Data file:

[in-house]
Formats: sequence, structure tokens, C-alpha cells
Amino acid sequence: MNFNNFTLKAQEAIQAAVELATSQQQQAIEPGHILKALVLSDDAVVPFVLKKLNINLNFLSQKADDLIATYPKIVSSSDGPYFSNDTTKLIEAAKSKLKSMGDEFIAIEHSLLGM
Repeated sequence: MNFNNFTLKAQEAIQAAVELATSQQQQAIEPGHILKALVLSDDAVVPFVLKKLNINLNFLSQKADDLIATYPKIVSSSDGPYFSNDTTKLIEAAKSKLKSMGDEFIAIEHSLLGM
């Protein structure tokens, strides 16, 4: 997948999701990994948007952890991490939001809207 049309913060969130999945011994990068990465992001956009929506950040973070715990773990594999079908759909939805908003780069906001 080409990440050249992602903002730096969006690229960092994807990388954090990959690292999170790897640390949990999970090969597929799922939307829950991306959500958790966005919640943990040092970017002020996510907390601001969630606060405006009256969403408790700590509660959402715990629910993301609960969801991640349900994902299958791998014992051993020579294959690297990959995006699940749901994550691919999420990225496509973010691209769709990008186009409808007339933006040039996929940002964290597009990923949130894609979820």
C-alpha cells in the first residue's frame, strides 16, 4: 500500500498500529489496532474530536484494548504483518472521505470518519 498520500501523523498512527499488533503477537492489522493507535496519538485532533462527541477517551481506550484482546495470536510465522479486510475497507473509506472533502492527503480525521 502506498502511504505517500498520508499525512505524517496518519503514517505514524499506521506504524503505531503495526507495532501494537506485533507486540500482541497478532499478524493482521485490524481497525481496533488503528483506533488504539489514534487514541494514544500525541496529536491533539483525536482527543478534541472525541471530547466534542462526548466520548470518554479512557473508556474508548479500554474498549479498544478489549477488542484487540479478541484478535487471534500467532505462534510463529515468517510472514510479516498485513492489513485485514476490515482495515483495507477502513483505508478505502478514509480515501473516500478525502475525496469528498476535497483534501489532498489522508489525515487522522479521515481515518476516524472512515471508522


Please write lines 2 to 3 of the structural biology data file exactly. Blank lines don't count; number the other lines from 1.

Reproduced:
Formats: sequence, structure tokens, C-alpha cells
Amino acid sequence: MNFNNFTLKAQEAIQAAVELATSQQQQAIEPGHILKALVLSDDAVVPFVLKKLNINLNFLSQKADDLIATYPKIVSSSDGPYFSNDTTKLIEAAKSKLKSMGDEFIAIEHSLLGM